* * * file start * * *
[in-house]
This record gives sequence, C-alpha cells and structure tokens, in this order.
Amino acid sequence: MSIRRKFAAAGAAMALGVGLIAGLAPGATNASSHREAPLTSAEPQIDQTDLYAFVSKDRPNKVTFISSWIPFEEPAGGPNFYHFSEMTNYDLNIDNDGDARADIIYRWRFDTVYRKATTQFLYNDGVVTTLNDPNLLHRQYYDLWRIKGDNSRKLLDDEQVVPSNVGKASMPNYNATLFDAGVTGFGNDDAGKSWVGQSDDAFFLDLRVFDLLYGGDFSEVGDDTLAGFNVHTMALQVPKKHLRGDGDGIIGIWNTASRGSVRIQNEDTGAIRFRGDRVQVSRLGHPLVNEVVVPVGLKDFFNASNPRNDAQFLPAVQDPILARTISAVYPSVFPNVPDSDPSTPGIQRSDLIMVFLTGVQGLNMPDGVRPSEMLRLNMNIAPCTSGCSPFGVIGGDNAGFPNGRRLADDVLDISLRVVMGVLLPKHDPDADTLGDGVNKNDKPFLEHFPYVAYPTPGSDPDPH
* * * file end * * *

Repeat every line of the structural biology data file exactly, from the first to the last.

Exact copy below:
[in-house]
This record gives sequence, C-alpha cells and structure tokens, in this order.
Amino acid sequence: MSIRRKFAAAGAAMALGVGLIAGLAPGATNASSHREAPLTSAEPQIDQTDLYAFVSKDRPNKVTFISSWIPFEEPAGGPNFYHFSEMTNYDLNIDNDGDARADIIYRWRFDTVYRKATTQFLYNDGVVTTLNDPNLLHRQYYDLWRIKGDNSRKLLDDEQVVPSNVGKASMPNYNATLFDAGVTGFGNDDAGKSWVGQSDDAFFLDLRVFDLLYGGDFSEVGDDTLAGFNVHTMALQVPKKHLRGDGDGIIGIWNTASRGSVRIQNEDTGAIRFRGDRVQVSRLGHPLVNEVVVPVGLKDFFNASNPRNDAQFLPAVQDPILARTISAVYPSVFPNVPDSDPSTPGIQRSDLIMVFLTGVQGLNMPDGVRPSEMLRLNMNIAPCTSGCSPFGVIGGDNAGFPNGRRLADDVLDISLRVVMGVLLPKHDPDADTLGDGVNKNDKPFLEHFPYVAYPTPGSDPDPH